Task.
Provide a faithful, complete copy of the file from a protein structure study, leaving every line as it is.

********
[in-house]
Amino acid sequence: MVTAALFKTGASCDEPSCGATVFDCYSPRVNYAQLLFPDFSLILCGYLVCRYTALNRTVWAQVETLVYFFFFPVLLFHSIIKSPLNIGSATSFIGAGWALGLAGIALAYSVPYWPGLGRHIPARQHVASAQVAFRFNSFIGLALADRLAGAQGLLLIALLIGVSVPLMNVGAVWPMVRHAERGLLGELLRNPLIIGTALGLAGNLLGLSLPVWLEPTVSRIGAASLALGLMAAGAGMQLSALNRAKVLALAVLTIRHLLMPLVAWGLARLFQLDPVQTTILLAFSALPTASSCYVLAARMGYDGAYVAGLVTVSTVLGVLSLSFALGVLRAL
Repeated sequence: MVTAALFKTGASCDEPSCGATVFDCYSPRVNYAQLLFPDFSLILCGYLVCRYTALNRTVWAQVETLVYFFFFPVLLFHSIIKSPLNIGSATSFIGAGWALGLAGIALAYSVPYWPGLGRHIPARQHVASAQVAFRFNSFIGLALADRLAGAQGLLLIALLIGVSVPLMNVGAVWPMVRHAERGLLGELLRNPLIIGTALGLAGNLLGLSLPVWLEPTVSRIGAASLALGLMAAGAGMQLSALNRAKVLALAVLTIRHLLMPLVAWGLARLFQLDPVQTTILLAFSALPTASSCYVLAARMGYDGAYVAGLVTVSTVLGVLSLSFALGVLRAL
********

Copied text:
[in-house]
Amino acid sequence: MVTAALFKTGASCDEPSCGATVFDCYSPRVNYAQLLFPDFSLILCGYLVCRYTALNRTVWAQVETLVYFFFFPVLLFHSIIKSPLNIGSATSFIGAGWALGLAGIALAYSVPYWPGLGRHIPARQHVASAQVAFRFNSFIGLALADRLAGAQGLLLIALLIGVSVPLMNVGAVWPMVRHAERGLLGELLRNPLIIGTALGLAGNLLGLSLPVWLEPTVSRIGAASLALGLMAAGAGMQLSALNRAKVLALAVLTIRHLLMPLVAWGLARLFQLDPVQTTILLAFSALPTASSCYVLAARMGYDGAYVAGLVTVSTVLGVLSLSFALGVLRAL
Repeated sequence: MVTAALFKTGASCDEPSCGATVFDCYSPRVNYAQLLFPDFSLILCGYLVCRYTALNRTVWAQVETLVYFFFFPVLLFHSIIKSPLNIGSATSFIGAGWALGLAGIALAYSVPYWPGLGRHIPARQHVASAQVAFRFNSFIGLALADRLAGAQGLLLIALLIGVSVPLMNVGAVWPMVRHAERGLLGELLRNPLIIGTALGLAGNLLGLSLPVWLEPTVSRIGAASLALGLMAAGAGMQLSALNRAKVLALAVLTIRHLLMPLVAWGLARLFQLDPVQTTILLAFSALPTASSCYVLAARMGYDGAYVAGLVTVSTVLGVLSLSFALGVLRAL